Vishacikitsa, Viṣacikitsā: 5 definitions
Vishacikitsa means something in Hinduism, Sanskrit. If you want to know the exact meaning, history, etymology or English translation of this term then check out the descriptions on this page. Add your comment or reference to a book if you want to contribute to this summary article.
The Sanskrit term Viṣacikitsā can be transliterated into English as Visacikitsa or Vishacikitsa, using the IAST transliteration scheme (?).
Alternative spellings of this word include Vishachikitsa.
Purana and Itihasa (epic history)Source: archive.org: Puranic Encyclopedia
Viṣacikitsā (विषचिकित्सा).—(Treatment for poison). See under Sarpa.
The Purana (पुराण, purāṇas) refers to Sanskrit literature preserving ancient India’s vast cultural history, including historical legends, religious ceremonies, various arts and sciences. The eighteen mahapuranas total over 400,000 shlokas (metrical couplets) and date to at least several centuries BCE.
Ayurveda (science of life)Source: Ancient Science of Life: Snake bite treatment in Prayoga samuccayam
Viṣacikitsā (विषचिकित्सा) refers to “toxicology” and is dealt with in the 20th century Prayogasamuccaya (one of the most popular and widely practised book in toxicology in Malayalam).—Prayoga-samuccayam contains many simple and practically feasible formulations which can be easily prepared and used for managing poisoned conditions. It is a compiled work which contains the cream of many toxicology (viṣacikitsā) books and saṃhitās (compendiums) which can give confidence to young practitioners of Ayurvedic system in handling emergencies with simple combinations.
Viṣacikitsā (toxicology) is given highest importance among the branches of medicine owing to its need for emergency management. The physician who treats a snake bite victim needs to be careful and confident. Slightest mistake can risk the life of the patient. The practice of managing snake bite cases with Ayurvedic drugs is on the decrease these days due to misinformation and lack of research.
Āyurveda (आयुर्वेद, ayurveda) is a branch of Indian science dealing with medicine, herbalism, taxology, anatomy, surgery, alchemy and related topics. Traditional practice of Āyurveda in ancient India dates back to at least the first millenium BC. Literature is commonly written in Sanskrit using various poetic metres.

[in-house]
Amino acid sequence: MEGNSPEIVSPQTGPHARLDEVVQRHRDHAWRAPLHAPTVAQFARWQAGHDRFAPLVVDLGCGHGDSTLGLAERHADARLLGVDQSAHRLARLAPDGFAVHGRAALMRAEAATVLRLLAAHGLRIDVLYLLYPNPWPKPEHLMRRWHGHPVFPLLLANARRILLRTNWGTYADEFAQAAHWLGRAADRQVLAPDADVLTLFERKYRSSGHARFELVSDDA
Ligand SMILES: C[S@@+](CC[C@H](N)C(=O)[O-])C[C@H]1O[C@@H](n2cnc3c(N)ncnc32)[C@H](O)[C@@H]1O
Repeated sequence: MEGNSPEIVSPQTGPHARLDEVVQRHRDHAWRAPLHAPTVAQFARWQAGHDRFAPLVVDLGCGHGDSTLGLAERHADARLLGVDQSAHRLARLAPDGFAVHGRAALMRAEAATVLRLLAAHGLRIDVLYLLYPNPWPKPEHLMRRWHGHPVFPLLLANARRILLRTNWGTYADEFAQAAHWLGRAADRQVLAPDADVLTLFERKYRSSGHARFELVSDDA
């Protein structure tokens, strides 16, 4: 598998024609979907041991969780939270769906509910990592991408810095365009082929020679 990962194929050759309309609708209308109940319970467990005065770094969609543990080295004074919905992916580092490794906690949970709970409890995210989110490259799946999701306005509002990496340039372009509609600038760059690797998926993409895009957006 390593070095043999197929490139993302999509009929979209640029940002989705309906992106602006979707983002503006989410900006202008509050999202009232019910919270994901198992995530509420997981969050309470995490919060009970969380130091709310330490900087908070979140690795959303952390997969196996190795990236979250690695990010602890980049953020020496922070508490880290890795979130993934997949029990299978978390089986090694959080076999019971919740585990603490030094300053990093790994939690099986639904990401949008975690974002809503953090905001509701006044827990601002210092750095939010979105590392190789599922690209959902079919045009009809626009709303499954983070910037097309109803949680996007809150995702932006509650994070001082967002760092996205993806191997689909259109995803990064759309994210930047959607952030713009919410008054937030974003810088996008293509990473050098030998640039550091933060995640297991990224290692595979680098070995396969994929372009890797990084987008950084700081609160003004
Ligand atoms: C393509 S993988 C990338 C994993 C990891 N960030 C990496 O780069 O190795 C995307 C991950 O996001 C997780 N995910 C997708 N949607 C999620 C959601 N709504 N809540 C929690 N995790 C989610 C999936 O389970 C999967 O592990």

Shaktism (Shakta philosophy)Source: Google Books: Goddess Traditions in Tantric Hinduism
Viṣacikitsā (विषचिकित्सा) refers to the “toxicology” section of the Rasaratnākara.—[...] We also have references to [Bheruṇḍā] in the Rasaratnākara’s toxicology (viṣacikitsā) section, Yogaratnāvalī 122, and Bhairavapadmāvatīkalpa 10.12.
Shakta (शाक्त, śākta) or Shaktism (śāktism) represents a tradition of Hinduism where the Goddess (Devi) is revered and worshipped. Shakta literature includes a range of scriptures, including various Agamas and Tantras, although its roots may be traced back to the Vedas.
Shaivism (Shaiva philosophy)Source: eScholarship: Gāruḍa Medicine
Viṣacikitsā (विषचिकित्सा) refers to “poison-medicine” according to the Suśrutasaṃhitā regarding the topic of poisons.—The Suśrutasaṃhitā, which has its entire Kalpasthāna section devoted to the topic of poisons, does not know either word [viz., sarpavidyā and viṣavaidya] and rather uses the term viṣacikitsā (poison-medicine), agadatantra (treatise on antidotes), or viṣatantra (treatise on poisons). The latter two are perhaps the most broad and fitting.
Viṣacikitsā (“curing of poison”) is also a topic dealt with in the Viṣavaidyasārasamuccaya (“collection of the essential teachings of viṣavaidya”).—[...] The introduction by Ashtavaidyan Vaidyamathom Valiya Narayanan Namboodiri (translated from the 1961 Malayalam edition) says that the pūrvārdha treats viṣavijñāna (here “theory of poisons”) whereas the uttarārdha treats viṣacikitsā (“curing of poison”), but the latter half of the pūrvārdha is focused on treating the bites of the cobras, vipers, and kraits—clearly a matter of viṣacikitsā.
Shaiva (शैव, śaiva) or Shaivism (śaivism) represents a tradition of Hinduism worshiping Shiva as the supreme being. Closely related to Shaktism, Shaiva literature includes a range of scriptures, including Tantras, while the root of this tradition may be traced back to the ancient Vedas.
Languages of India and abroad
Sanskrit dictionarySource: Cologne Digital Sanskrit Dictionaries: Aufrecht Catalogus Catalogorum
Viṣacikitsā (विषचिकित्सा) as mentioned in Aufrecht’s Catalogus Catalogorum:—med. Gov. Or. Libr. Madras 86.
Sanskrit, also spelled संस्कृतम् (saṃskṛtam), is an ancient language of India commonly seen as the grandmother of the Indo-European language family (even English!). Closely allied with Prakrit and Pali, Sanskrit is more exhaustive in both grammar and terms and has the most extensive collection of literature in the world, greatly surpassing its sister-languages Greek and Latin.
See also (Relevant definitions)
No search results for Vishacikitsa, Viṣacikitsā, Visacikitsa; (plurals include: Vishacikitsas, Viṣacikitsās, Visacikitsas) in any book or story.